Part of the Northern Rocks blog sync –
After a catalogue of stupid errors, forgotten reservation codes, technological fails and aggressive queueing incidents worthy of a sketch on Curb Your Enthusiasm, I made it onto my northbound train from Kings Cross. I heavy breathed for a good half hour on the train, after sprinting through the terminal like a thing gone wrong, and gradually my face returned from its purple veiny state into its usual milky placidity.
Dad picked me up from the car park of the station. Whilst driving home, I told him of my impending illness borne of poor diet, and of my intention to fast with my kids through Ramadan. Then he asked if I wanted a KFC, to which my answer was obviously an immediate yes.
Then I slept, chicken grease slathered across my happycheeks, with thoughts of Northern Rocks.
I write now on the train to Leeds where, to be appropriately Northern, it’s ‘pissin it darn’.
Northern Rocks then. I am obviously looking forward to it, and it will be great to hear and hopefully meet some of the Tweachers who have been setting my pocket a-vibrating for the last year or so.
Being a Yorkshireman myself, who lives and teaches in East London, this is my first time doing anything educational in the Motherland. There is something quaint for me in returning to the place where ‘shank’ is an edible noun rather than a menacing verb. And where ‘rude boy’ is something a bristling aged substitute teacher might shout at an unruly male child, rather than something the kids shout at each other dotingly.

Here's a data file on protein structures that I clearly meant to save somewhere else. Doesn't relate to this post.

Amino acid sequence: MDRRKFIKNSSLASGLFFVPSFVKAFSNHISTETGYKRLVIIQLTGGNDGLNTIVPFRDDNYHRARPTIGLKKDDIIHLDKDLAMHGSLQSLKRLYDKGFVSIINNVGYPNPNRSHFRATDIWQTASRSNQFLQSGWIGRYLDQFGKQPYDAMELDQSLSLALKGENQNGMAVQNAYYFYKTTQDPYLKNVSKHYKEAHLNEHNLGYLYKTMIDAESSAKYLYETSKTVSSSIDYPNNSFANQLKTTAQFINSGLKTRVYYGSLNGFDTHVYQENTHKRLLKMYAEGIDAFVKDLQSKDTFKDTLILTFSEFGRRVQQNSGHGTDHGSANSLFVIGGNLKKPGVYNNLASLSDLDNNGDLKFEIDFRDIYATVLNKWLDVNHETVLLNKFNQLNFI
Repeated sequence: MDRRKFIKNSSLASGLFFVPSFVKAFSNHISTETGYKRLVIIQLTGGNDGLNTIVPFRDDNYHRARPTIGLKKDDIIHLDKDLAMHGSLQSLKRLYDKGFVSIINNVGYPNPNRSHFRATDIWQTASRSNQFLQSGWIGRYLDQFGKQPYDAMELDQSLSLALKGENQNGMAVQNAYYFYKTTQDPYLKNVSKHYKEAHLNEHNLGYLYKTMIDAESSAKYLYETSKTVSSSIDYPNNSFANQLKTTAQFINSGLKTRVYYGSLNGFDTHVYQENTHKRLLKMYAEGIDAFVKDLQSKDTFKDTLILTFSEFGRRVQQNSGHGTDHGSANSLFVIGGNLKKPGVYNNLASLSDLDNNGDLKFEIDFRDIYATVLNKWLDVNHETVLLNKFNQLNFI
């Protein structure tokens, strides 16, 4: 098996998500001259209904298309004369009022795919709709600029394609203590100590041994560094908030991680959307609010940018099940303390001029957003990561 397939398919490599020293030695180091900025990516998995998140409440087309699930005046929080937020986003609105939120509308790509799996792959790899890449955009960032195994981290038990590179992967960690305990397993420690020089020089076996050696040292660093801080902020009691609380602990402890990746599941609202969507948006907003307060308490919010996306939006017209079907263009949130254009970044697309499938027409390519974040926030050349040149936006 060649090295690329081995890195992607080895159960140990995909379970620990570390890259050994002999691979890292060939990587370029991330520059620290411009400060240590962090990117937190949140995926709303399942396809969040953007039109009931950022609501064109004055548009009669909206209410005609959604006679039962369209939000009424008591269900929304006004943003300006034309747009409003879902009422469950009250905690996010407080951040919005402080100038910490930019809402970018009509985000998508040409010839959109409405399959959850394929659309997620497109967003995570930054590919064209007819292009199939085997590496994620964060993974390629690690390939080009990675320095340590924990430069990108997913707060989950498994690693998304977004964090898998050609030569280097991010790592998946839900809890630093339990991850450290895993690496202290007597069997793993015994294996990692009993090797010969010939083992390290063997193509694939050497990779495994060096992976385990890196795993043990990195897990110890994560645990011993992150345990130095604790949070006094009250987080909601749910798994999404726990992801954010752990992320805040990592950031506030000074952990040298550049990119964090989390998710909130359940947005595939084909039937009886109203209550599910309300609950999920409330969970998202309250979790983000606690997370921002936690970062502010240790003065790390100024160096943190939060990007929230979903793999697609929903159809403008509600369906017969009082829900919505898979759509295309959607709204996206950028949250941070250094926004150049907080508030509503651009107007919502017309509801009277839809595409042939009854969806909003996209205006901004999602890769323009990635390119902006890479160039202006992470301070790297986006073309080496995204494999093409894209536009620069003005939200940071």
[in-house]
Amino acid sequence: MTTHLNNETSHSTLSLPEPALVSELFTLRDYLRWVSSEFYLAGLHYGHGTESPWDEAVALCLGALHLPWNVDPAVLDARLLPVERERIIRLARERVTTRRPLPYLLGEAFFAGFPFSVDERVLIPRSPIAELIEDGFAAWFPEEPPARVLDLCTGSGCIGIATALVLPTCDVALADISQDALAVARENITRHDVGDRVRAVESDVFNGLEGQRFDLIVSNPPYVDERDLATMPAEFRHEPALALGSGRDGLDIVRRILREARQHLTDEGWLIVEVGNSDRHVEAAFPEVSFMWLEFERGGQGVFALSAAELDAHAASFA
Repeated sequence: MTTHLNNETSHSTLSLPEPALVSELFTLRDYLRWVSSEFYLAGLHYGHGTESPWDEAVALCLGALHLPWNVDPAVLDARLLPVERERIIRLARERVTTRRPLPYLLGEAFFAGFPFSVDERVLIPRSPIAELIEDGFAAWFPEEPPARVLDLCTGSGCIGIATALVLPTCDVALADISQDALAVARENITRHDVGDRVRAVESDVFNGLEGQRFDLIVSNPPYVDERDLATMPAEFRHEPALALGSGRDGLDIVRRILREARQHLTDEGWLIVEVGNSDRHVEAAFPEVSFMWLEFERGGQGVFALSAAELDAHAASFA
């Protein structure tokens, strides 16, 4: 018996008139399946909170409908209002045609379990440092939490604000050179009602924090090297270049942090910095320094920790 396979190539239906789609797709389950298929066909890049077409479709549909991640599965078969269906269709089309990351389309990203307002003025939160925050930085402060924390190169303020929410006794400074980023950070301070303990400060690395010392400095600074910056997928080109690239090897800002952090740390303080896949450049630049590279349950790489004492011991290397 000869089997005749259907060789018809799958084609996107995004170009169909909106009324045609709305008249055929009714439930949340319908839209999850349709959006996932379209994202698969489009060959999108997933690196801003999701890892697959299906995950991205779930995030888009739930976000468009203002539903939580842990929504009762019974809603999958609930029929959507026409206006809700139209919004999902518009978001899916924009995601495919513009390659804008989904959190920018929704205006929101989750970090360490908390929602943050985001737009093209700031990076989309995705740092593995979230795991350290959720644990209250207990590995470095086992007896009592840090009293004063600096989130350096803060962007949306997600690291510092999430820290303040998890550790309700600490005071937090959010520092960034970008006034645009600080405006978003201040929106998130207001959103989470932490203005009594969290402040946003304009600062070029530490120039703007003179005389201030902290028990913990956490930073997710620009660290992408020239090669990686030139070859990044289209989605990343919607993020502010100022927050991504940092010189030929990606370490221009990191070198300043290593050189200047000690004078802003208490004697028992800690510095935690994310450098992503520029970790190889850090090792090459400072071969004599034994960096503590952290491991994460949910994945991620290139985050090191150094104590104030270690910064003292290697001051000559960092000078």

I am keen to learn today from my Northern kinsfolk who teach in and around God’s Own Land is because of my current dorky preoccupations. Through a combination of my role within our teaching school, my work with pupils and indeed because of my own sociological meanderings, I have been spending a lot of time thinking, writing and discussing (in linked but separate conversations) about Britishness, community cohesion and the role of Islam in Education and in society.
The interesting thing about Britishness is the way it is reimagined and redefined by different people in different communities. I am really looking forward to hearing Tait Coles’ session today, after having spent a lot of time recently working with his academic partner Dr Nasima Hasan. I am curious to see how the need to ‘actively promote British values’ has been taken up by schools, and I want to see how critical an approach is being taken. The approach I have engendered is that it is enriching for children to gain a sense of who they are through a discussion of Britishness. Many of my pupils identify as British plus something else; British and Indian, Pakistani and British, British Muslim, Nigerian and British for example. Other kids don’t though. Some fear the fact that they do feel British, as they feel this causes a sense of distance between their parents’ language and culture – ‘I don’t like that I am becoming so British because it is pushing out my Polishness/Bangladeshiness/Romanianness/Somaliness.
As a teacher in a school with a Muslim South Asian majority and with a diverse array of other backgrounds aside that, my experience of exploring cultural, national, religious and local identity has been made far more wide-reaching and brings in a range of different perspectives. In schools and communities with different catchments, I am really curious to see what sort of discussions are being had.
Anyway, I am pulling into Leeds station now and my 6th sense (Northernness) is begging to be satiated with pastry, so I shall switch my appetite for thought with one for hydrogenated fat.
I am, for my sins, wearing double denim today. If I look lost or forlorn, take pity on me and say hi. You may also know me by the fact that my socks are patterned like Nemo of CGI fish fame.